“Compared to the U.S. population overall, nonreligious Americans are younger and more Democratic-leaning. But the number of Americans who aren’t religious has surged in part because people in lots of demographic groups are disengaging from religion — many nones don’t fit that young, liberal stereotype. The average age of a none is 43 (so plenty are older than that). About one-third of nones (32 percent) are people of color. More than a quarter of nones voted for Trump in 2020. And about 70 percent don’t have a four-year college degree.”
“As the Court held in Employment Division v. Smith (1990), religious objectors must follow “neutral law[s] of general applicability.”
Ever since Justice Amy Coney Barrett joined the Court last fall, however, the Supreme Court has been rapidly dismantling Smith…the Court fired a bullet into Smith’s heart. It ruled that people of faith who want to gather in relatively large groups in someone’s home must be allowed to do so, despite the fact that California limits all in-home gatherings to just three households.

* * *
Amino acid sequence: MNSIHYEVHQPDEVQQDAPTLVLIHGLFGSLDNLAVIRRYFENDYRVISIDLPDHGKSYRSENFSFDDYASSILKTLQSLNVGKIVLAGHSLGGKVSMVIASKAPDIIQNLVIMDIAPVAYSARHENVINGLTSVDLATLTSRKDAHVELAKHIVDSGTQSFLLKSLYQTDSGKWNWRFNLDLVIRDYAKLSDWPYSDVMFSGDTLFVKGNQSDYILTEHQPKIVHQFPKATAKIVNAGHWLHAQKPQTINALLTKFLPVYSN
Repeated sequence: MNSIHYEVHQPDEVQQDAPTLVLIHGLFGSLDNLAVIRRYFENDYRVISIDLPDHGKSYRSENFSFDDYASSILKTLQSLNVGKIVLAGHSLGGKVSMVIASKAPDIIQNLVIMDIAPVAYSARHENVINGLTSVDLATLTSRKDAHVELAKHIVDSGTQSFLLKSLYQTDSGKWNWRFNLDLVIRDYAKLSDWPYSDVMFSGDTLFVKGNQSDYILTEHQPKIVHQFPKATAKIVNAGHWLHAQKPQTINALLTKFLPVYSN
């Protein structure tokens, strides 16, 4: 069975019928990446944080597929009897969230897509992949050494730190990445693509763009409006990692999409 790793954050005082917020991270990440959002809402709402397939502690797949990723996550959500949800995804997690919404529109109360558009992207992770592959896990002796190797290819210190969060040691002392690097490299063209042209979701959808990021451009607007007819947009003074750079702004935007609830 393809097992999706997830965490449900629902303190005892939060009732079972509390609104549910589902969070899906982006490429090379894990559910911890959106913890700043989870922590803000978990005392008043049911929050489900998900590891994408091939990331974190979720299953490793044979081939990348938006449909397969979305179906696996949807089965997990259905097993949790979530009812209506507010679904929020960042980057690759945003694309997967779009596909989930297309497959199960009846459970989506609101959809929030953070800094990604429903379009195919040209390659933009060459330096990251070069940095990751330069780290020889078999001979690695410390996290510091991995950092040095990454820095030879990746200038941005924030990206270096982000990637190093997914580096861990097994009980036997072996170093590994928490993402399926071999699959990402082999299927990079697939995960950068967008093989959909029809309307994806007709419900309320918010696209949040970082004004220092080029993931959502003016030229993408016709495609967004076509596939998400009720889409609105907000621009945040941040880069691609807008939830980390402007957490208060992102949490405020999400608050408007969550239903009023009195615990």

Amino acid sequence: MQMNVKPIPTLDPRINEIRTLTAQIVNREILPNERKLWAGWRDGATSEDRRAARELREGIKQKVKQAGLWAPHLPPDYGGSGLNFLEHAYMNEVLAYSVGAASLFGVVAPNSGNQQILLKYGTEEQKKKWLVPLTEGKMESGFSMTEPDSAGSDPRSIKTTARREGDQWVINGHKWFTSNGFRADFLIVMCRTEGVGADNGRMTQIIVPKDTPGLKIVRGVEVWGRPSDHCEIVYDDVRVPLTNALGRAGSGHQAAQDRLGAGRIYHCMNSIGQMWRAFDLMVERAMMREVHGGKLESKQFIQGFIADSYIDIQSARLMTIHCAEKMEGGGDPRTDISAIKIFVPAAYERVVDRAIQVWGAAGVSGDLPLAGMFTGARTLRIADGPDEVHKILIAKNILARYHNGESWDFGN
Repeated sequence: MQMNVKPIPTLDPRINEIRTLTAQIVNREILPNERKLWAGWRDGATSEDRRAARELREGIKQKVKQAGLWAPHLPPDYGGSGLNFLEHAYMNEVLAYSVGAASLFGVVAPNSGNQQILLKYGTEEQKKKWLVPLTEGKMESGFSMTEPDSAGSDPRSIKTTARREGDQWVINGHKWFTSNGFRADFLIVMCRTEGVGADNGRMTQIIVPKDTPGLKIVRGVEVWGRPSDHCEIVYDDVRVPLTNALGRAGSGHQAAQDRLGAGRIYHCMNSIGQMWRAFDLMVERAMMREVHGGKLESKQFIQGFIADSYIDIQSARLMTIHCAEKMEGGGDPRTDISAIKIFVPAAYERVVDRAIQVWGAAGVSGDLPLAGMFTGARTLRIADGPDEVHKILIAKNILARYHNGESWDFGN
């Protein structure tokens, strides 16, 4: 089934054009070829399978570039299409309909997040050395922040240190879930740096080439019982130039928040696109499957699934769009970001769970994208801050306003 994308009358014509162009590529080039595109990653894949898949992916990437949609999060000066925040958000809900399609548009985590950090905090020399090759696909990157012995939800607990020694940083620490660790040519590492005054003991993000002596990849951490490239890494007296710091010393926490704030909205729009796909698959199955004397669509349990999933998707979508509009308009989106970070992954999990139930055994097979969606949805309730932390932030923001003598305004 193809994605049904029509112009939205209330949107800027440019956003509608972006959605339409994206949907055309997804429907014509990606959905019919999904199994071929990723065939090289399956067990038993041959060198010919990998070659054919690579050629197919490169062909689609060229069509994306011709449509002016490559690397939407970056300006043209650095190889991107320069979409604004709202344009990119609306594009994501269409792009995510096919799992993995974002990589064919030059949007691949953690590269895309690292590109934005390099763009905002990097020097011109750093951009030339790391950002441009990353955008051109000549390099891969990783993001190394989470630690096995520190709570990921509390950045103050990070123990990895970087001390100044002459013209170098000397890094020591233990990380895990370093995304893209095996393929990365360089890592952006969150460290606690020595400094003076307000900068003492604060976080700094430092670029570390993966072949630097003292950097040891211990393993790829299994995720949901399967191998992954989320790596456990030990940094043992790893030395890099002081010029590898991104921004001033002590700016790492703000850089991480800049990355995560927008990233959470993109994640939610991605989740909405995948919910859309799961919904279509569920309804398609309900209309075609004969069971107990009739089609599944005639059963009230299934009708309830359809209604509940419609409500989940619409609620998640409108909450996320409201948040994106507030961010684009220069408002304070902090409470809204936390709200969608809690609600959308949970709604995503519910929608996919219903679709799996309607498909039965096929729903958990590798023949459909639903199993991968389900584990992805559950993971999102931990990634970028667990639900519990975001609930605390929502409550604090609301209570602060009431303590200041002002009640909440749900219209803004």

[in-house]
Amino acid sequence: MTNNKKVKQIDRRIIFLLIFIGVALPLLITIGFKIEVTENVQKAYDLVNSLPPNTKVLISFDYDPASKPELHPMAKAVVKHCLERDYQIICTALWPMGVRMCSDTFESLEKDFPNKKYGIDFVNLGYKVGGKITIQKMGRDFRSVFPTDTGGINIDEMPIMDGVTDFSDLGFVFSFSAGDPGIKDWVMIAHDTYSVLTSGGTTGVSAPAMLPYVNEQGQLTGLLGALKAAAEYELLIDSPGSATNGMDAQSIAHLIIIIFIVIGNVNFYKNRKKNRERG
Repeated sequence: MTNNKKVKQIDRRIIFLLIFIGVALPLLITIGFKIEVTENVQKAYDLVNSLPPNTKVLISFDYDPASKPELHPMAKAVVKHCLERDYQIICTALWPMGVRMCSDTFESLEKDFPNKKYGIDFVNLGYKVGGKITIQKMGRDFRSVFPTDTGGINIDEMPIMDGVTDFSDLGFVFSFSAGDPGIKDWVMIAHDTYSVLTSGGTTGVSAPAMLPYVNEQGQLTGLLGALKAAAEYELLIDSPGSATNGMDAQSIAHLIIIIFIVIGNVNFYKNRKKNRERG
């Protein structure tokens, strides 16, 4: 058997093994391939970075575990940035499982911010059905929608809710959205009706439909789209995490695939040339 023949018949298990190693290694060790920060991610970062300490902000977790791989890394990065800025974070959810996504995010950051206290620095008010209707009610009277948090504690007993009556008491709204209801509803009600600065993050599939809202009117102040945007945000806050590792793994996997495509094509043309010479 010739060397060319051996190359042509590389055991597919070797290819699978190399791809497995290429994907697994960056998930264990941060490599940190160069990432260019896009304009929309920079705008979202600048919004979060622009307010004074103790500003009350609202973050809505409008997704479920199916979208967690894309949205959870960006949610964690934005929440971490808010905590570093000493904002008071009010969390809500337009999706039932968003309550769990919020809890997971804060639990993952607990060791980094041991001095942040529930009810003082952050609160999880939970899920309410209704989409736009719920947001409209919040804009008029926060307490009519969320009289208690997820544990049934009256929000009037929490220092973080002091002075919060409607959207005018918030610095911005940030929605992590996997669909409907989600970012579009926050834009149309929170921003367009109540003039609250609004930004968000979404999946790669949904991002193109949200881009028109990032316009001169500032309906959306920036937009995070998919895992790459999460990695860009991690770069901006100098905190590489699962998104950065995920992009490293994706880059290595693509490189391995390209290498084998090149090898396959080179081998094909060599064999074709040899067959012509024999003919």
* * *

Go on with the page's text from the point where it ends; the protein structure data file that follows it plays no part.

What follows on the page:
Although the Court’s new 5-4 decision in Tandon v. Newsom doesn’t explicitly overrule Smith, the decision makes it so easy for many religious objectors to refuse to comply with the law that Smith is basically a dead letter.
The Court’s new majority has accomplished what amounts to a revolution in its approach to religion and the law, entirely through cases brought by churches and other religious actors seeking exemptions from public health rules intended to slow the spread of Covid-19.
The Court is serious about giving religious conservatives broad immunity from the law — so serious, in fact, that it is literally willing to endanger people’s lives in order to achieve this goal.”